Review: Off Broadway On Stage (Angelwalk Theatre)

Angelwalk Theatre presents Off Broadway On Stage at the Toronto Centre for the Arts Studio Theatre through December 11, 2011.

When Angelwalk Theatre, announced that it would open its third season with a revue of off-Broadway songs, I admit I chuckled a bit at their modest sensibility. Angelwalk is a relatively new Toronto theatre company that focuses on producing intimate, small- and mid-scale musical theatre productions.

Tackling a revue of Broadway numbers would be really ambitious. Broadway implies big-budget, flashy, smoke and lights, big orchestra, performers rising out of trap doors in the stage, and over-the-top production numbers. Off-Broadway suggests something a little more low-key and maybe something a little more off the beaten path; a perfect fit for a company like Angelwalk.

I brought my friend Rudy with me to the show and since he’s not a hardcore theatre geek like me he stared blankly when I told him we’d be seeing a bunch of songs from off-Broadway shows. I’d guess that there are probably a lot people outside the theatre community who aren’t familiar with the term “off-Broadway”.

For those of you unfamiliar with the idiosyncratic naming conventions of the professional theatre scene in New York, the terms “Broadway” and “Off-Broadway” aren’t based in geography; in fact of the 40 professional theatres designated as Broadway houses only four have an actual street address on Broadway.

The designation comes from a cryptic set of rules and union contracts but the general rule is that Broadway houses are theatres with over 500 seats located in the Broadway theatre district around Times Square. Off-Broadway houses have 100-499 seats and are scattered throughout Manhattan. Theatres with 99 seats or less are generally referred to as Off-off-Broadway.

Further complicating the matter, many shows known as “Broadway” shows like Hair, A Chorus Line, Rent and Spring Awakening initially started off from a more modest off-Broadway run before transferring to the Great White Way. But there are also shows that have made a name for themselves purely off-Broadway; The Fantasticks, Altar Boyz, Jacques Brel is Alive and Well and Living in Paris, and I Love You, You’re Perfect, Now Change, to name a few.

It’s these types of shows that are the bread-and-butter for Angelwalk and the focus of this revue. The production is sparse, there’s only a basic set, few costumes and minimal props, utilitarian musical staging and modest musical accompaniment provided by Musical director Anthony Bastianon on piano along with a violinist and cellist.

Stripped bare of all the usual trappings and excesses of musical theatre, the show relies entirely on the talents of six emerging Toronto musical theatre artists; David Hohl, Will Lamond, Mike “Nug” Nahrgang, Natasha Negovanlis, Clara Scott, and Jennifer Walls. While the young cast is talented and put in a valiant effort, the show didn’t quite take off for me the way I hoped it would.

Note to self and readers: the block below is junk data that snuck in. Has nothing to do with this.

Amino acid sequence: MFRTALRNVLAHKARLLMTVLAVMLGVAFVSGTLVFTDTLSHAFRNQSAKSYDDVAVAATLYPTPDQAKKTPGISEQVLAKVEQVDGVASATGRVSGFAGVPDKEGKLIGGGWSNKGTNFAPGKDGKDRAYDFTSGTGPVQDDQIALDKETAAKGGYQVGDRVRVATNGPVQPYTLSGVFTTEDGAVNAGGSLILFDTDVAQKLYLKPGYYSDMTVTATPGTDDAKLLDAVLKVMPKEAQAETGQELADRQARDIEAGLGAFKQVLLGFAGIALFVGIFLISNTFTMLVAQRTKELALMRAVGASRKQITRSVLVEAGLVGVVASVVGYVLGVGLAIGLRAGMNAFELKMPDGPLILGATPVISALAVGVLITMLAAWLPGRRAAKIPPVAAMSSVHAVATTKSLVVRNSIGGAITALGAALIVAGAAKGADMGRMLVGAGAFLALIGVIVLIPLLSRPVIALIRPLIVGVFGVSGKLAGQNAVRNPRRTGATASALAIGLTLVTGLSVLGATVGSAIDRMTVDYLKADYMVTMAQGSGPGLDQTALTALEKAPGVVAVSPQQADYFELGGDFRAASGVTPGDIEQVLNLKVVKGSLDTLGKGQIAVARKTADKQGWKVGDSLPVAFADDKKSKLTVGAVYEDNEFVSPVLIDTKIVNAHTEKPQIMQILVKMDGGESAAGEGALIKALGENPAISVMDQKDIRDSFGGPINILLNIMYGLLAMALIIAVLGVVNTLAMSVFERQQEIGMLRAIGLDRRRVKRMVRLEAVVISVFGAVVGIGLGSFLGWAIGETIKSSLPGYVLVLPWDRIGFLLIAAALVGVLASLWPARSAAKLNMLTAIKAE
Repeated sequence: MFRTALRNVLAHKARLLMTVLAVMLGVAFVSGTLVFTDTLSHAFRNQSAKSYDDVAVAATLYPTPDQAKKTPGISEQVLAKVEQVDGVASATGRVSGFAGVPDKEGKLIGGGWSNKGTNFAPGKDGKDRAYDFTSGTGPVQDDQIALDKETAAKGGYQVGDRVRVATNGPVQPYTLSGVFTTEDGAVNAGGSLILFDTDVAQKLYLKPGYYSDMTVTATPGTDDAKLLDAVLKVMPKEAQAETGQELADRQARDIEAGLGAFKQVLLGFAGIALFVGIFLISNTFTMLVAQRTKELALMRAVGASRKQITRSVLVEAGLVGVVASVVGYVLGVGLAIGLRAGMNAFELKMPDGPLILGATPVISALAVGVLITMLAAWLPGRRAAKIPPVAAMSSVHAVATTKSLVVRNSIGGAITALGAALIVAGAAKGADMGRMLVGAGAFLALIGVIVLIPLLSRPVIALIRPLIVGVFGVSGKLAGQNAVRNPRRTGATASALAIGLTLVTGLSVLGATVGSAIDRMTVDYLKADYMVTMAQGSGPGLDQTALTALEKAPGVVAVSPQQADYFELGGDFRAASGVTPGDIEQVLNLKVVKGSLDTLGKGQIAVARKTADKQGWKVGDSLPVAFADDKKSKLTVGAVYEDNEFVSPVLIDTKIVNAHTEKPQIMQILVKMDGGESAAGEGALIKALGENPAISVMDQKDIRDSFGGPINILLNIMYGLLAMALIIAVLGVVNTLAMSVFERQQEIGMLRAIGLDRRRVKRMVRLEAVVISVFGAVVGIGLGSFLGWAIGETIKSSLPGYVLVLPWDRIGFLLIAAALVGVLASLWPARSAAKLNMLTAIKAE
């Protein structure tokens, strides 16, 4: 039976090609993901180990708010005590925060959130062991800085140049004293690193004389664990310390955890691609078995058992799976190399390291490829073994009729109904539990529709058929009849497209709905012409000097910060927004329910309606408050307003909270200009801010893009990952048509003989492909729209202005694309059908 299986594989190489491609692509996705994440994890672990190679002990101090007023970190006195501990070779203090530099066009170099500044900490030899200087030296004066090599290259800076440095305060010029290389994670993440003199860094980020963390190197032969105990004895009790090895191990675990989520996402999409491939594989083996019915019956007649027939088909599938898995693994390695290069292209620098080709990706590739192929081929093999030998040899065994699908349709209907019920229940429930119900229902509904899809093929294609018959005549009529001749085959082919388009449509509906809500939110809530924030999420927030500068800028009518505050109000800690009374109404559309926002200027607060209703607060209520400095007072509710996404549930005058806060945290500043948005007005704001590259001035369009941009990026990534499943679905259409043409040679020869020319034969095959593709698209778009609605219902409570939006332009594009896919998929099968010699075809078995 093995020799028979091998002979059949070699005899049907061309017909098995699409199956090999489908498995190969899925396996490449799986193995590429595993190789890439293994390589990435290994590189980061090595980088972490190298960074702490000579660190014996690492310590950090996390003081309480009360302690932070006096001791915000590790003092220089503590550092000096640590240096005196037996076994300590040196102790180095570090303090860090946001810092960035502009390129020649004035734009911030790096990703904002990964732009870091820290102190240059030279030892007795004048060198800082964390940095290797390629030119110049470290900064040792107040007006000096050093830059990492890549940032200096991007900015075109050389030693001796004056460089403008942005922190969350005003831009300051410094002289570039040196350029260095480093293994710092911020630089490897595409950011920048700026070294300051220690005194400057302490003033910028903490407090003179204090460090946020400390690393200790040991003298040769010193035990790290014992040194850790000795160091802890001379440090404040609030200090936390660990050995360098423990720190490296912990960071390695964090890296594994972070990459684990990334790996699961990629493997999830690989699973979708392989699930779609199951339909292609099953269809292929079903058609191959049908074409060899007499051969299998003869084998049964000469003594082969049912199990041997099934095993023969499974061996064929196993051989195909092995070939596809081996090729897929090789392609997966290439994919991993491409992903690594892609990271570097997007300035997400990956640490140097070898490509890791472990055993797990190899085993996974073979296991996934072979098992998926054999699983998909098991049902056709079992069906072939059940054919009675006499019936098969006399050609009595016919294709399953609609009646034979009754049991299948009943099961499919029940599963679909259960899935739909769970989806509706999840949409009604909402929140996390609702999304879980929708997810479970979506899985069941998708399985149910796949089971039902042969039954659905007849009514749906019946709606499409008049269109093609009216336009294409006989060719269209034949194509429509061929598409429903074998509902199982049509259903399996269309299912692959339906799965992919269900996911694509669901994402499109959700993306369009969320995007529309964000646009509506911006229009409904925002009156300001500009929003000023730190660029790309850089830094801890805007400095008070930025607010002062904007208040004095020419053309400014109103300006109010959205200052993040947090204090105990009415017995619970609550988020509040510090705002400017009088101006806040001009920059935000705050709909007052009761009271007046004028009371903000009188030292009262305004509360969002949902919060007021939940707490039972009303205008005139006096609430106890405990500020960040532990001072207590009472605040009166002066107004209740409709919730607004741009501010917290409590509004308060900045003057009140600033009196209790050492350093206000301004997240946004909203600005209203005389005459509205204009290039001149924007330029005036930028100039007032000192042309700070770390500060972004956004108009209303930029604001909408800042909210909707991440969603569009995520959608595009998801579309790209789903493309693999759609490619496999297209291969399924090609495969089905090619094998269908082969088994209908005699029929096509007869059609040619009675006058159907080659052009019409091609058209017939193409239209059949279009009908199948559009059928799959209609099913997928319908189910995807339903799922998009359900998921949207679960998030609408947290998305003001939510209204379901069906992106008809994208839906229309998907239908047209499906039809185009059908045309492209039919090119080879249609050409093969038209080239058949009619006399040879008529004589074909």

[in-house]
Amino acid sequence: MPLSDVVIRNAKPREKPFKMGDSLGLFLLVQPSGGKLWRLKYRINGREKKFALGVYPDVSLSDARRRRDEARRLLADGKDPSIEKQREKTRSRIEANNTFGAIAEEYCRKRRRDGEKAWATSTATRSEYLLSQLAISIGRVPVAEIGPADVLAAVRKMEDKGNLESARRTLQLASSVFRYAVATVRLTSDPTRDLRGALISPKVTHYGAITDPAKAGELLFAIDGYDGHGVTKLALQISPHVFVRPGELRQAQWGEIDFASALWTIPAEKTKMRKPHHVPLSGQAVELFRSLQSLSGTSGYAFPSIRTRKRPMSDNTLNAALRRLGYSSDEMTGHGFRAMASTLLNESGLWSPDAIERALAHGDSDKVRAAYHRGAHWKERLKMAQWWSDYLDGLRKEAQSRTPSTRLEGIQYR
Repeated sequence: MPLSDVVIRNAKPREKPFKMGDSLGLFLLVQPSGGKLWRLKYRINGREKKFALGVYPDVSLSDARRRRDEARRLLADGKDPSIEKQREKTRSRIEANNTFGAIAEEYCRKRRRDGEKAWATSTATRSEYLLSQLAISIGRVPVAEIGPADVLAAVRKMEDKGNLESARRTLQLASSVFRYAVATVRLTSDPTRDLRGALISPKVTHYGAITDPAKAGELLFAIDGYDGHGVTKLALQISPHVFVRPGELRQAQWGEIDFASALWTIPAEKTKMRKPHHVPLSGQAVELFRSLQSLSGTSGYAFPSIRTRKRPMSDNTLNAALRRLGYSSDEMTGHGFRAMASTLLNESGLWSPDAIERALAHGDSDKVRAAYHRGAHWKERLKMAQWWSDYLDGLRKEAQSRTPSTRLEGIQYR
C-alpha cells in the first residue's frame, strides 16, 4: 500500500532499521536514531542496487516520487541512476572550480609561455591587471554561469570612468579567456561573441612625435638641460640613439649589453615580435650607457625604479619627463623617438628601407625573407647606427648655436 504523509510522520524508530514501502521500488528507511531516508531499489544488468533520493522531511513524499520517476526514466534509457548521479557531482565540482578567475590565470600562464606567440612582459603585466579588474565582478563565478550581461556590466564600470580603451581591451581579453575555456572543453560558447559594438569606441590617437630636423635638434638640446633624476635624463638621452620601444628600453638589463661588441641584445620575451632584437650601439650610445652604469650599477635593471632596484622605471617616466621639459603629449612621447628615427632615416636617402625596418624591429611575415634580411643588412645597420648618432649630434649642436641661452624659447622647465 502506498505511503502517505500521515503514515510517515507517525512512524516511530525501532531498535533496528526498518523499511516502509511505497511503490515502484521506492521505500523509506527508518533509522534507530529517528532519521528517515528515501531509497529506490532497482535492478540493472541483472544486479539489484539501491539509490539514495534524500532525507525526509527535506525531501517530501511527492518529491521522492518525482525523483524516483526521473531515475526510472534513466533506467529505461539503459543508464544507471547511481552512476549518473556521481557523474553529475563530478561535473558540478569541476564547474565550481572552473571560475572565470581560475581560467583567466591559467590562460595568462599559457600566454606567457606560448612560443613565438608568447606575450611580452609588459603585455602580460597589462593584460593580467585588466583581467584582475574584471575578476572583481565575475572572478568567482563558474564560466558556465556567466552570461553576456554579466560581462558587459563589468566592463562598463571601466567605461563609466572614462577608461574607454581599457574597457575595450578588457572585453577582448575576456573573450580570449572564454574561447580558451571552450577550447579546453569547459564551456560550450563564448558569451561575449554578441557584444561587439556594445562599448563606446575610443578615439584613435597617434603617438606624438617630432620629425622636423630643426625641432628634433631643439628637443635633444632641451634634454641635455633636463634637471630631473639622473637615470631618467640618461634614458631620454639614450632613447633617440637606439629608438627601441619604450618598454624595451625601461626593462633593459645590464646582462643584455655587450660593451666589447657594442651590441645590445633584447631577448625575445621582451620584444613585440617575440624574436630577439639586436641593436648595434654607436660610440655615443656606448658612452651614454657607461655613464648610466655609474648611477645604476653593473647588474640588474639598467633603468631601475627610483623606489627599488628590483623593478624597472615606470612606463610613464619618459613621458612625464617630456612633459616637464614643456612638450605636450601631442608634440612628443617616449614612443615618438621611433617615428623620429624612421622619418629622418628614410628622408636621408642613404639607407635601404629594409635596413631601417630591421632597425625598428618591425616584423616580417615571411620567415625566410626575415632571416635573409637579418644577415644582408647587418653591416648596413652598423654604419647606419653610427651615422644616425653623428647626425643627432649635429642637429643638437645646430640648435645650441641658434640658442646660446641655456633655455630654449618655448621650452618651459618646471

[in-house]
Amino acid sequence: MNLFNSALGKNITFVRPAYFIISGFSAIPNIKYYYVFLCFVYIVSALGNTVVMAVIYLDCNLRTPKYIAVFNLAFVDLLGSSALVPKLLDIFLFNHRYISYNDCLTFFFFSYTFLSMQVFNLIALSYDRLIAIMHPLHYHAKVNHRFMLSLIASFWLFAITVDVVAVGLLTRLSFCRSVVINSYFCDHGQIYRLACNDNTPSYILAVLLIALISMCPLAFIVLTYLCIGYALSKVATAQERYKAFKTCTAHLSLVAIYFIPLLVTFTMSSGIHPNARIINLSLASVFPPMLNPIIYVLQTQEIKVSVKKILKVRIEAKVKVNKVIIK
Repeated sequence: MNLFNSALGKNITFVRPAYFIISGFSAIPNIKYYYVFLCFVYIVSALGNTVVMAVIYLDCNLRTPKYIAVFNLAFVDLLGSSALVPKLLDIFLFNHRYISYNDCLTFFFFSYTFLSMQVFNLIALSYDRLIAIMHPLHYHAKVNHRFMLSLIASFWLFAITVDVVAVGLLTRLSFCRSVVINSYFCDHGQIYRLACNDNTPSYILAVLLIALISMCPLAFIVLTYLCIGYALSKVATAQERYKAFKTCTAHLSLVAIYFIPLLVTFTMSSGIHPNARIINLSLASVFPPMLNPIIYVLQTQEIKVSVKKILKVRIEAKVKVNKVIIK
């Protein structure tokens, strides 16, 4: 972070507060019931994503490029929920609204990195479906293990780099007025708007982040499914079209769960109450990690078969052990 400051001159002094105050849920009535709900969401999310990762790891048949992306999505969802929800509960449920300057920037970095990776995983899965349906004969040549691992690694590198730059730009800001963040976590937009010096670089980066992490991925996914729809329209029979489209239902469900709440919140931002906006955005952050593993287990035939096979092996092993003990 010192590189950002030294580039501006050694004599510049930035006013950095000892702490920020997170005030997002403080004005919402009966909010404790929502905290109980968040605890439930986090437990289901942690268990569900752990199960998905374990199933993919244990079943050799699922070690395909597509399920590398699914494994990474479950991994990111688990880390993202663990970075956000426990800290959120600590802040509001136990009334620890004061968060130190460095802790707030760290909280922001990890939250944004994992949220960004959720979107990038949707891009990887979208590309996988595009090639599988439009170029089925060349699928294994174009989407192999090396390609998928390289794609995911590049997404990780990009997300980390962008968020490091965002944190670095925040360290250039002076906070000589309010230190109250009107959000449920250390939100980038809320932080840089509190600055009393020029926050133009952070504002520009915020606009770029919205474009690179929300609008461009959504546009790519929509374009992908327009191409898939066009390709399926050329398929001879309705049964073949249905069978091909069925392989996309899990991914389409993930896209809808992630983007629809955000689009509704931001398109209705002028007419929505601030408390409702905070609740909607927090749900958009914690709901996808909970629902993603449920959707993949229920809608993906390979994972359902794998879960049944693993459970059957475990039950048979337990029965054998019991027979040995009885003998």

The songs on offer are a real mixed-bag with big brassy belty numbers, passionate duets, beautiful ballads and tongue-in-cheek ditties from a variety of shows ranging from The Last Five Years, Songs for a New World, and The Fantasticks to Avenue Q, and, successful Canadian off-Broadway show, Evil Dead: The Musical.

The problem for me is, even as a self-professed theatre geek, I’m only familiar with a handful of the songs featured in the show and I just didn’t think some of the numbers really worked as stand-alone songs outside of their original shows.

What was missing for me was the context, the performers don’t set up their songs, so we’re left wondering about the show the song originates from as well as the character who sings the song and their state of mind. Without this contextual information I found it hard to connect to the performance and I was spending the first couple minutes of each song trying to sort out these details in my head rather than simply enjoying the performance.

I also would have liked to see the cast members connecting with the audience more, only Nug Nahrgang is given the chance to briefly address the audience directly a few times in the show, I thought it went a long way in establishing the performer-audience relationship and only wish the rest of the cast was given similar opportunities.

Still, it’s great to have a chance to watch and listen to local up-and-coming musical theatre artists and, as Mr. Nahrgang says in one of his shpeels, Off Broadway On Stage is something different, an affordable alternative to the big, expensive commercial theatre shows, just like the off-Broadway shows it pays tribute to.

Details:

  • Off Broadway On Stage is playing at the Toronto Centre for the Arts Studio Theatre (5040 Yonge Street) through December 11, 2011
  • Shows run Wednesday to Saturday at 8:00PM and Sunday at 2:00PM
  • Tickets $25 to $35
  • Tickets are available by phone 416.872.1111 , in person at the box office or visit www.angelwalk.ca

Photo credit:

  • Will Lamond, Mike Nug Nahrgang, Jennifer Walls, Natasha Negovanlis, Clara Scott, David Hohl – Photo by Vincent Perri

One thought on “Review: Off Broadway On Stage (Angelwalk Theatre)”

  1. Good point about adding context to these type of performances. Still the energy was wonderful and even at times magical for the audience. I came with a few friends and we enjoyed ourselves immensely! Clara Scott’s rendition of Jason Robert Brown’s A Summer in Ohio was truly terrific – as best as I’ve seen in NY.
    WE need more of this in Toronto.

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